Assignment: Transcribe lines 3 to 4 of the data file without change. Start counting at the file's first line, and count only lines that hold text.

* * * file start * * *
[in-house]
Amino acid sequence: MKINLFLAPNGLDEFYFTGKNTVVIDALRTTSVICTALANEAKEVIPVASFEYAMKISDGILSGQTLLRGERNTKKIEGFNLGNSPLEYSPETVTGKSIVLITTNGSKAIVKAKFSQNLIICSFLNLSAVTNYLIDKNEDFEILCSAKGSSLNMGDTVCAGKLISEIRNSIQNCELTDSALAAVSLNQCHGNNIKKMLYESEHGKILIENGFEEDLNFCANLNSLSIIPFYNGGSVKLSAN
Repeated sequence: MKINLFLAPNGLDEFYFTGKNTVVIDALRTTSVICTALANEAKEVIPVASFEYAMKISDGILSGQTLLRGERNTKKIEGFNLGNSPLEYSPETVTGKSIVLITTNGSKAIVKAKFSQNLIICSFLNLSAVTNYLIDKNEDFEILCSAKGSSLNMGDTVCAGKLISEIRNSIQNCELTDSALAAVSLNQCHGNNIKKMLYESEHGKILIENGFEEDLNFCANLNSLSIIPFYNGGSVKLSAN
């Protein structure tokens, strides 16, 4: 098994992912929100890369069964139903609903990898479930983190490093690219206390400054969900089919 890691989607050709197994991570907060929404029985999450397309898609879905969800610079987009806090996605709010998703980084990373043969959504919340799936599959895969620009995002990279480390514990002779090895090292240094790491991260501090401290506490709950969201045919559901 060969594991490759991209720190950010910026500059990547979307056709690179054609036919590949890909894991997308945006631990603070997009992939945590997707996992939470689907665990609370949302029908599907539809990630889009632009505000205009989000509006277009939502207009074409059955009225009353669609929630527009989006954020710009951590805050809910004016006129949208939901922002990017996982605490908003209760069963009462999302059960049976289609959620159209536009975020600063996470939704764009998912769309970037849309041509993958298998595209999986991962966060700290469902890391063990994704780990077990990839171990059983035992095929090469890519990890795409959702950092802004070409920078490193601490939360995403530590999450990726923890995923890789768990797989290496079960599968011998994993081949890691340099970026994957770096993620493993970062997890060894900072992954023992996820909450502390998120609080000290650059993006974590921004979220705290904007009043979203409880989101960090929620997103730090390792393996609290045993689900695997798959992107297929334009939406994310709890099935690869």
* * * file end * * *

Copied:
Repeated sequence: MKINLFLAPNGLDEFYFTGKNTVVIDALRTTSVICTALANEAKEVIPVASFEYAMKISDGILSGQTLLRGERNTKKIEGFNLGNSPLEYSPETVTGKSIVLITTNGSKAIVKAKFSQNLIICSFLNLSAVTNYLIDKNEDFEILCSAKGSSLNMGDTVCAGKLISEIRNSIQNCELTDSALAAVSLNQCHGNNIKKMLYESEHGKILIENGFEEDLNFCANLNSLSIIPFYNGGSVKLSAN
């Protein structure tokens, strides 16, 4: 098994992912929100890369069964139903609903990898479930983190490093690219206390400054969900089919 890691989607050709197994991570907060929404029985999450397309898609879905969800610079987009806090996605709010998703980084990373043969959504919340799936599959895969620009995002990279480390514990002779090895090292240094790491991260501090401290506490709950969201045919559901 060969594991490759991209720190950010910026500059990547979307056709690179054609036919590949890909894991997308945006631990603070997009992939945590997707996992939470689907665990609370949302029908599907539809990630889009632009505000205009989000509006277009939502207009074409059955009225009353669609929630527009989006954020710009951590805050809910004016006129949208939901922002990017996982605490908003209760069963009462999302059960049976289609959620159209536009975020600063996470939704764009998912769309970037849309041509993958298998595209999986991962966060700290469902890391063990994704780990077990990839171990059983035992095929090469890519990890795409959702950092802004070409920078490193601490939360995403530590999450990726923890995923890789768990797989290496079960599968011998994993081949890691340099970026994957770096993620493993970062997890060894900072992954023992996820909450502390998120609080000290650059993006974590921004979220705290904007009043979203409880989101960090929620997103730090390792393996609290045993689900695997798959992107297929334009939406994310709890099935690869």